"For the Family but especially for the grandkids: Dive Mom remembers Bob fondly. ?Over the lifetime of teaching you remember many students and classes you teach but sometimes someone will stand out and you will remember forever. For me, Bob is one of those students. Bob and Ellin decided to take their grandchildren and children on a Galapagos Expedition where snorkeling was going to be part of that adventure. Having not really been a water person like his son-in-law Mike, he thought he should learn something about this. With Mike and Amy?s encouragement, Bob Ellin and the grandchildren jumped in. We met at the West University Colonial Park Pool. At that time, the pool was much like the Rec Center pool except that in the winter it had an inflatable bubble top over the facility. As many of you know, snorkeling is one of my favorite classes to teach. This is especially true when it is a brand new experience for them. So outfitted with new equipment and suits, and with Mike as my assistant, we spent several hours in the pool learning how to snorkel. After we had changed and were getting ready to leave, we met again deck side, and Bob had one more question. He wanted to make sure he had recorded all the information from the session and asked me to show him in detail the proper placement of the snorkel. To my awe and amazement, he had drawn a series of sketches, along with notes on white index cards detailing our lesson. I vividly remember the detailed drawing of the head, with a mask, and the proper angle of the snorkel with notes and arrows with the details of the proper placement of the snorkel and where it should be above the water and while snorkeling. It was if he was writing a textbook on snorkeling. Bob was an educator and had written six textbooks on Neurosurgery and yet, he was the consummate student seeking knowledge and making notes so he would remember what he learned when he went snorkeling in the Galapagos. I on the other hand was humbled as a teacher. And as I read his bio earlier this week I smile at two things, the comments about his white note cards that went with him everywhere. And of course he was a student of life and a teacher. I also learned that he still snorkeled in the pool with his grandchildren. As professionals and teachers we can admire Robert Grossman for his dedication to learning and to seeking new approaches. He was never too proud or afraid to learn.? Our thoughts and prayers are with Ellin, and Mike and Amy Coburn and their children and family. Thanks Mike for introducing us to them all. Ann and Eric Keibler Oceanic Ventures, Houston, Texas Blessings "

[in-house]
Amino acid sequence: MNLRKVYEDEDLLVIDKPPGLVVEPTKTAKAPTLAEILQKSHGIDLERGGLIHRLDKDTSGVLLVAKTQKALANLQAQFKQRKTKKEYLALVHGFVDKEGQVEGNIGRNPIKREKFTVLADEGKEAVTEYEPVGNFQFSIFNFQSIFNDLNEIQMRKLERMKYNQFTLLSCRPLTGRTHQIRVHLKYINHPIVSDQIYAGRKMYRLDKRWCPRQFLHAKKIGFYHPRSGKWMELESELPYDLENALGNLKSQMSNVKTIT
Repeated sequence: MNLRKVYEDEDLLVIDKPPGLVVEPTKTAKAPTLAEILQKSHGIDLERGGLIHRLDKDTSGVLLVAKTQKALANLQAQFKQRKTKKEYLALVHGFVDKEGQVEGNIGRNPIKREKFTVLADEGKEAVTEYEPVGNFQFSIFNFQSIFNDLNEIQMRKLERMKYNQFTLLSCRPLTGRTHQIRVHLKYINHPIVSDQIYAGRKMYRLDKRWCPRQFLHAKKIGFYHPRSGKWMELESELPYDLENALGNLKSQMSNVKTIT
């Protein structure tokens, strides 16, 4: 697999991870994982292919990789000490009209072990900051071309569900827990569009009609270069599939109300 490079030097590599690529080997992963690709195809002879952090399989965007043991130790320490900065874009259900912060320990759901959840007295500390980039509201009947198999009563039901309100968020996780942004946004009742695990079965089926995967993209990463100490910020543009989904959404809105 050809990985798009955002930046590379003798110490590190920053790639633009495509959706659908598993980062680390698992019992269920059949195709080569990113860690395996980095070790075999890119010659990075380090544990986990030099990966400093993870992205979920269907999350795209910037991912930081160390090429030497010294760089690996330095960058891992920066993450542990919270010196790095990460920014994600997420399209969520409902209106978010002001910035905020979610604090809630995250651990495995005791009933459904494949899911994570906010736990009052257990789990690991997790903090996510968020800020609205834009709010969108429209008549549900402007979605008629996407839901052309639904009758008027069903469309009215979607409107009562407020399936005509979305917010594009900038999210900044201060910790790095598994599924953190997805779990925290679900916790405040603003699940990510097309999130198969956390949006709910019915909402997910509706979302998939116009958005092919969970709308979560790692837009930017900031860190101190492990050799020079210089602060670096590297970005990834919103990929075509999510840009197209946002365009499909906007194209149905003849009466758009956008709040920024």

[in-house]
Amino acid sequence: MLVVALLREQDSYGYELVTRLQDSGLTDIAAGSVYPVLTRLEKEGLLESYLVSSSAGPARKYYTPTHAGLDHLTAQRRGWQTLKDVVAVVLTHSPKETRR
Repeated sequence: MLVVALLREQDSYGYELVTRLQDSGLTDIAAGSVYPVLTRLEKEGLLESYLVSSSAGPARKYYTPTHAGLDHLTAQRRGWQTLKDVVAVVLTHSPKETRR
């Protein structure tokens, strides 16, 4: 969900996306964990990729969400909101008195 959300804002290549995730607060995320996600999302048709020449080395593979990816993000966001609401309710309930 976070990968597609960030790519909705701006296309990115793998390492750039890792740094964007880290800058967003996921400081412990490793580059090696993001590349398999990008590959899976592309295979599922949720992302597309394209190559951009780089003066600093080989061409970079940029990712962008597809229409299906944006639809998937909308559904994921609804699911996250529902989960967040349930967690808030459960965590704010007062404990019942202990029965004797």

Diana S-L Chow wrote on Oct 9, 2021:

"Dear Ellen and family members of Dr. Grossman: Dr. Grossman?s legacy, noble character and virtue have had long lasting impacts on the lives of my graduate students, colleagues and myself. Besides his outstanding professional status, we experienced first-hand his kindness and genuine care through the past 13 years (2008-2021), to attend the issues we encountered at work or in health, that we could not thank him enough, and no longer can in person now. Grateful to have the opportunity working with Dr. Grossman, one of our most respected collaborators, for these 13 years. Thank you for his mentorship, insightful advices. We'll miss him a great deal. Dr. Diana S-L Chow with alumni graduated from the project, Drs. Angela Tang, Mahua Sarkar, Ashley Nguyen and Westley Eure, Colleague, Dr. Romi Ghose, and Friend Ms. Carrie Chang"

Jeffrey Segal, MD wrote on Oct 9, 2021:

"A true mensch, in every sense of the word - generous with his time, wisdom, and compassion. I learned so much from him. He was exceptionally kind - and helpful - to our family when my brother was injured. To his family - I as so sorry for your loss. "

Teresa Marquez wrote on Oct 9, 2021: